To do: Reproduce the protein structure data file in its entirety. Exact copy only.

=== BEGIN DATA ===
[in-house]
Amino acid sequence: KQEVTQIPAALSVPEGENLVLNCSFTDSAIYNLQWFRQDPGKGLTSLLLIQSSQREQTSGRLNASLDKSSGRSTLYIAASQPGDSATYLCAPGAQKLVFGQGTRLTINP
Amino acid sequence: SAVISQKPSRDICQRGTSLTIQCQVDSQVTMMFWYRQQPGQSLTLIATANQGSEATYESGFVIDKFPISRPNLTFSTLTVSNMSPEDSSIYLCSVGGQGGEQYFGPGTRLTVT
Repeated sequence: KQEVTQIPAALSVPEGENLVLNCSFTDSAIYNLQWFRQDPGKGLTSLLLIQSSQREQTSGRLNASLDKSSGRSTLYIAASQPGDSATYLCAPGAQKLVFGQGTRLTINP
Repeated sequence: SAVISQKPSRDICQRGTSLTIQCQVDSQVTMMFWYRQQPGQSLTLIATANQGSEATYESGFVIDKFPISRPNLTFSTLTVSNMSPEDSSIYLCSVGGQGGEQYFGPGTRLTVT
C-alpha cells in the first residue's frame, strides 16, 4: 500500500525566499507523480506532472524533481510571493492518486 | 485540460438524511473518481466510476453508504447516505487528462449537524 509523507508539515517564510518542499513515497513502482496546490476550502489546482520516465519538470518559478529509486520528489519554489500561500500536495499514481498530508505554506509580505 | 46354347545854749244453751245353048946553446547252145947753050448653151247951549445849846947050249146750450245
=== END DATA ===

[in-house]
Amino acid sequence: KQEVTQIPAALSVPEGENLVLNCSFTDSAIYNLQWFRQDPGKGLTSLLLIQSSQREQTSGRLNASLDKSSGRSTLYIAASQPGDSATYLCAPGAQKLVFGQGTRLTINP
Amino acid sequence: SAVISQKPSRDICQRGTSLTIQCQVDSQVTMMFWYRQQPGQSLTLIATANQGSEATYESGFVIDKFPISRPNLTFSTLTVSNMSPEDSSIYLCSVGGQGGEQYFGPGTRLTVT
Repeated sequence: KQEVTQIPAALSVPEGENLVLNCSFTDSAIYNLQWFRQDPGKGLTSLLLIQSSQREQTSGRLNASLDKSSGRSTLYIAASQPGDSATYLCAPGAQKLVFGQGTRLTINP
Repeated sequence: SAVISQKPSRDICQRGTSLTIQCQVDSQVTMMFWYRQQPGQSLTLIATANQGSEATYESGFVIDKFPISRPNLTFSTLTVSNMSPEDSSIYLCSVGGQGGEQYFGPGTRLTVT
C-alpha cells in the first residue's frame, strides 16, 4: 500500500525566499507523480506532472524533481510571493492518486 | 485540460438524511473518481466510476453508504447516505487528462449537524 509523507508539515517564510518542499513515497513502482496546490476550502489546482520516465519538470518559478529509486520528489519554489500561500500536495499514481498530508505554506509580505 | 46354347545854749244453751245353048946553446547252145947753050448653151247951549445849846947050249146750450245